Brand research is a critical component of business success for two reasons. First, it provides a business with hard data to make effective decisions. Second, it gives a business deep insight into consumers’ minds, because let’s face it, consumers don’t always act the way they say they will. In fact, when it comes to consumer behavior and buying decisions, consumers rarely act the way they say the will.
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Your brand is one of your company’s most valuable assets, but far too often, companies skip essential brand research claiming they already know what their customers want and who their target audiences are. But do they really? Probably not.Brand research isn’t a one-time thing. Your brand touches every part of your business and every part of the consumer experience. Therefore, brand research must be ongoing to confirm that your brand continually builds equity and gains value in consumers’ minds. There isn’t a place on your company’s balance sheet for “brand value” but it’s a powerful business asset that deserves to be prioritized and researched on an ongoing basis.
Remember, the world is changing faster than ever and that means your brand needs to keep up with consumer needs, market evolutions, and so on. Those things are hard to do if you’re not keeping up with them through brand research.
In Part 1 of the Brand Research Fundamentals series here on AYTM, you will learn about the type of brand research you should be doing to develop your brand, including market definition and audience segmentation. Let’s get started!
How can you make sure your brand is positioned correctly against competitors and offers the promise that consumers want and need if you don’t know what’s happening in the market where you’ll do business? You can’t, and that’s where your brand research should start.
Your goal during this stage of the brand research process is to get a comprehensive understanding of the market and how consumers perceive the brands in that market. Following are some of the most important points you need to gather market intelligence about:
- Which brands have the highest unaided awareness levels?
- What words do consumers associate with other brands in the market?
- What do consumers like about those brands?
- What do consumers dislike about those brands?
- What do consumers think is missing from brands on the market today?
In other words, brand research needs to identify existing hot buttons and pain points for consumers and determine which brands are addressing them. This is the stage to look for opportunities to differentiate your brand and define your brand’s unique value proposition.
During brand development research, you also need to determine who your audience is. This includes your target audience (and there may be more than one), which is the group of people who are most likely to buy your brand and buy it frequently.
Next, you need to segment your audience into smaller groups of people with similar behaviors so you can develop specific advertising and branded experiences that appeal to those audience segments and will most successfully raise brand awareness and sales.
Notice that I used the word behaviors in the previous paragraph rather than demographics. That’s because far too often businesses segment their audiences using demographic criteria such as age, gender, income, and so on. While demographics can be very useful in media buying and secondary marketing activities, it shouldn’t be the primary focus in audience segmentation.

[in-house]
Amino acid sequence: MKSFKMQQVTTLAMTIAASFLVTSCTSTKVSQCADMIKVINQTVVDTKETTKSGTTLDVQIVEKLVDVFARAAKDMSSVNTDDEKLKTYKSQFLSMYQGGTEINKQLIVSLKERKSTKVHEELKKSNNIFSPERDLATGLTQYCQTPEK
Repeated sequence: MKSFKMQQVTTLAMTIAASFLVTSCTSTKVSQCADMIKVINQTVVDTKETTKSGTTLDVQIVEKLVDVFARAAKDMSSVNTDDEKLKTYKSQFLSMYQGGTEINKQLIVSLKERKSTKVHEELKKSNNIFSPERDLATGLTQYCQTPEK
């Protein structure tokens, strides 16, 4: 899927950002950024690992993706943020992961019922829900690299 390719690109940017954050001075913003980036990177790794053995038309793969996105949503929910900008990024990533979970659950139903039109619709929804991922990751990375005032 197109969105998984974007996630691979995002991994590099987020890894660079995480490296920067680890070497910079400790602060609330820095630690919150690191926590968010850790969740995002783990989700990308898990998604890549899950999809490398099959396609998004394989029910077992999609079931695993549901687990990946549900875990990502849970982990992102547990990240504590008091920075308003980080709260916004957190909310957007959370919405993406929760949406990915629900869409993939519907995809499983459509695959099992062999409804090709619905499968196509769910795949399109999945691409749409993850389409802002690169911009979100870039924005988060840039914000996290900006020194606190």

That’s why brand research is so important for audience segmentation. Your research should begin by identifying what people buy in your market, how much they spend, how often they buy, where they buy, and if they demonstrate brand loyalty. Next, you need to gather behavioral insights by asking your audience questions that enable you to learn the following:
- Why do consumers choose one brand over another?
- Why do consumers choose not to buy other brands?
- Why do consumers buy frequently or infrequently?
- Why do consumers buy in a specific store?
- How do consumers use the brands they buy?
- When do consumers use the brands they buy?
- How do consumers make the decision to make the actual purchase?
Once you segment your audience into behaviorally-similar groups, you can create messages, promotions, and so on that will most likely appeal to those segments and motivate them to action. You can also add demographic criteria into your behavioral segments to find sub-segments for laser-focused ad placement and promotional tactics.For example, at one point in my career, I worked with H&R Block’s corporate marketing department to create annual direct mail programs. Year after year, I was amazed by the extraordinarily detailed H&R Block customer segmentation that the team developed. There were no segments called “18-24 year old males with incomes under $25,000” or “65+ males with incomes over $100,000.” Yes, those demographic criteria were addressed in sub-segments, but the primary segmentation was behaviorally-focused with segment names like “Savvy Investors” who understood finance and taxes and needed messaging that spoke to them in different ways than the “Just Starting Out” segment needed. [Note that those aren’t the actual segment names but rather just examples to get you thinking in the right direction.]
Once you fully understand your market and your audience, it’s time to define your brand’s position and develop your brand’s identity. Stay tuned to AYTM for Part 2 of the Brand Research Fundamentals series which will discuss brand creation research.
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